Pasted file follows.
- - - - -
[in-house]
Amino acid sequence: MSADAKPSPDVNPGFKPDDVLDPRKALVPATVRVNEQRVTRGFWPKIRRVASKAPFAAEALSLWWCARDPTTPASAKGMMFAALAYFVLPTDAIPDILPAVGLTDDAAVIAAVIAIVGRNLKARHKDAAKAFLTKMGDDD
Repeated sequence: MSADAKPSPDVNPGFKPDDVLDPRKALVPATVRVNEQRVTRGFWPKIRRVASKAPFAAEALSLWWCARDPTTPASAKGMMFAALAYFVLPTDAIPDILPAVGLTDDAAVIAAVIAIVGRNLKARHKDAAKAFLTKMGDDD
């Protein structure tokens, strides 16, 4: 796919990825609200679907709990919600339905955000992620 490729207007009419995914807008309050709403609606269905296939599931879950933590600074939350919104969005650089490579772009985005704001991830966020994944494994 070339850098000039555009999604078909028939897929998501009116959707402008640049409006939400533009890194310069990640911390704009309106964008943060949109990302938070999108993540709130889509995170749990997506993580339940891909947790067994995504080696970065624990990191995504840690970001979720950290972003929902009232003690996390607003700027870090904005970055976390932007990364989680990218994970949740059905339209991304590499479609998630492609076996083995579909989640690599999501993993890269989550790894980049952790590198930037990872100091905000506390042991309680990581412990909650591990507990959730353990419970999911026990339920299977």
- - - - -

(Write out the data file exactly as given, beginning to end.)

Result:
[in-house]
Amino acid sequence: MSADAKPSPDVNPGFKPDDVLDPRKALVPATVRVNEQRVTRGFWPKIRRVASKAPFAAEALSLWWCARDPTTPASAKGMMFAALAYFVLPTDAIPDILPAVGLTDDAAVIAAVIAIVGRNLKARHKDAAKAFLTKMGDDD
Repeated sequence: MSADAKPSPDVNPGFKPDDVLDPRKALVPATVRVNEQRVTRGFWPKIRRVASKAPFAAEALSLWWCARDPTTPASAKGMMFAALAYFVLPTDAIPDILPAVGLTDDAAVIAAVIAIVGRNLKARHKDAAKAFLTKMGDDD
């Protein structure tokens, strides 16, 4: 796919990825609200679907709990919600339905955000992620 490729207007009419995914807008309050709403609606269905296939599931879950933590600074939350919104969005650089490579772009985005704001991830966020994944494994 070339850098000039555009999604078909028939897929998501009116959707402008640049409006939400533009890194310069990640911390704009309106964008943060949109990302938070999108993540709130889509995170749990997506993580339940891909947790067994995504080696970065624990990191995504840690970001979720950290972003929902009232003690996390607003700027870090904005970055976390932007990364989680990218994970949740059905339209991304590499479609998630492609076996083995579909989640690599999501993993890269989550790894980049952790590198930037990872100091905000506390042991309680990581412990909650591990507990959730353990419970999911026990339920299977």